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CDC: "The spread of zombie deer" in the US can infect people with WBNS-10TV Columbus, Ohio



It may sound like a horror scene, but "zombie deer diseases" occur through the Midwest, and some experts warn that it could be a threat to humans. The disease, which is actually called chronic illness, affects deer, elk, and elk. The disease causes the brain, so that the animal slips and acts sluggishly, in a peculiar zombie-like condition.

The Centers for Disease Control and Prevention report that at least 24 states, as well as two provinces of Canada, have been reported in cases of chronic disease deterioration

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The disease is always fatal. It is believed that it spreads among animals through contact with contaminated liquids and body tissues. It can also be transmitted indirectly through the effects of the environment, for example, in contaminated drinking water or food.

"This is a disease that you can not get rid of," said Dale Garner, head of the Iowa Natural Resources Department at CBS Chicago. "There is still no treatment, so while you have a deer in the landscape, and it continues to spread from animal to animal, you probably will have more."

To date, there have been no cases of chronic exhaustion of the disease, or HZD, in humans. However, some experts have expressed concern that this could endanger people.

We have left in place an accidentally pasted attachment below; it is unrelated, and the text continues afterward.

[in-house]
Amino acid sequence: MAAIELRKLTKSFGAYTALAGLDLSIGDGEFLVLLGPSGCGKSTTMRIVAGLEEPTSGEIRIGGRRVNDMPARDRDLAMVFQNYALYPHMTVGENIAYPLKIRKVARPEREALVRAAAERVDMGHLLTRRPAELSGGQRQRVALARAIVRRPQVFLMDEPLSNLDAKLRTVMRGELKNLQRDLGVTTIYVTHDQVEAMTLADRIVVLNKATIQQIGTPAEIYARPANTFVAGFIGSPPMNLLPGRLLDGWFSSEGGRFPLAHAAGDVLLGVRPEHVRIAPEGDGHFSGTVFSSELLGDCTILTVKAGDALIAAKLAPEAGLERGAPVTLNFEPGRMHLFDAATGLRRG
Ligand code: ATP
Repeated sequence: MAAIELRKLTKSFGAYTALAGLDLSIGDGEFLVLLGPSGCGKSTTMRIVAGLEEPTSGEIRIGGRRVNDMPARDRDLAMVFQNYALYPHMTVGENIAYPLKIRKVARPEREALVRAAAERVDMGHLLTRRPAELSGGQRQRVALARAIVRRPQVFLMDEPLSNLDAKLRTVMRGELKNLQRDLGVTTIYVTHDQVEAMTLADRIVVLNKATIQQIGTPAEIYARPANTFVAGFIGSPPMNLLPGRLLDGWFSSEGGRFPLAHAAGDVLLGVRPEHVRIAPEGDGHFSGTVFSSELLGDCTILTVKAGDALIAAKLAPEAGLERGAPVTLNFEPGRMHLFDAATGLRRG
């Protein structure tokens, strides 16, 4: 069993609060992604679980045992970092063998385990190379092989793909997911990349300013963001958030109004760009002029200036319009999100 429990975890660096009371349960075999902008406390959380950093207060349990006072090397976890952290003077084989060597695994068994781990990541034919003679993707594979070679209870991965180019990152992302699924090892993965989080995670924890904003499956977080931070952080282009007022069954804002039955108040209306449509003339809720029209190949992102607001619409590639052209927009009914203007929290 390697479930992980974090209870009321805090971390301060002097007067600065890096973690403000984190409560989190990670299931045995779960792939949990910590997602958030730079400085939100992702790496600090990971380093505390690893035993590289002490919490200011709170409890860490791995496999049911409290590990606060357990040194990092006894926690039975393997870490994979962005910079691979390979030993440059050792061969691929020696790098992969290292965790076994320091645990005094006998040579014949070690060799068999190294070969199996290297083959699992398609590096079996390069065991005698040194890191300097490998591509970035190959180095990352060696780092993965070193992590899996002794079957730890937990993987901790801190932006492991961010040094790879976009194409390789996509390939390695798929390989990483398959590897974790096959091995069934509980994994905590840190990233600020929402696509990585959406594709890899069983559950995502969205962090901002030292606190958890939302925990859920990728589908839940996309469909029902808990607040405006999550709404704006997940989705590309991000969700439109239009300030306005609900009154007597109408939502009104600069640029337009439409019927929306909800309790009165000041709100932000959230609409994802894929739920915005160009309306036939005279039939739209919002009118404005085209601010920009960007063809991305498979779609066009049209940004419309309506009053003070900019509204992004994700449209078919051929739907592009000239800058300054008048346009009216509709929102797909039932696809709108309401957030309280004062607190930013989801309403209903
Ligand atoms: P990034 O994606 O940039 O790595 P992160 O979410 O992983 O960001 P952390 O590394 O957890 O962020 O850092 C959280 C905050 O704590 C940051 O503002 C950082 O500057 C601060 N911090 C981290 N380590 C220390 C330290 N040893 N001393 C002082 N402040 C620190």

Michael Osterholm, director of the Center for Infectious Disease Research and Policy at the University of Minnesota, recently warned that the nature of the disease is similar to the disease of crazy cows that can be transmitted from infected cows to humans.

"This is my best professional conclusion based on my experience in the field of healthcare … that it is likely that cases of human XZV associated with the use of contaminated mussels will be documented for years to come.

As a crazy cow and Creutzfeldt-Jakob disease in humans, chronic exhaustion of the disease is thought to be due to abnormal proteins called prions that multiply and cause damage to the brain and spinal cord. To be as safe as possible and to lower potential chronic risk The CDC recommends that people not touch the road murders and that hunters do not shoot, handle, or eat meat from deer and elk that look sick or is acting weird. Hunters should also wear gloves when wearing deer and should have test for food before meals


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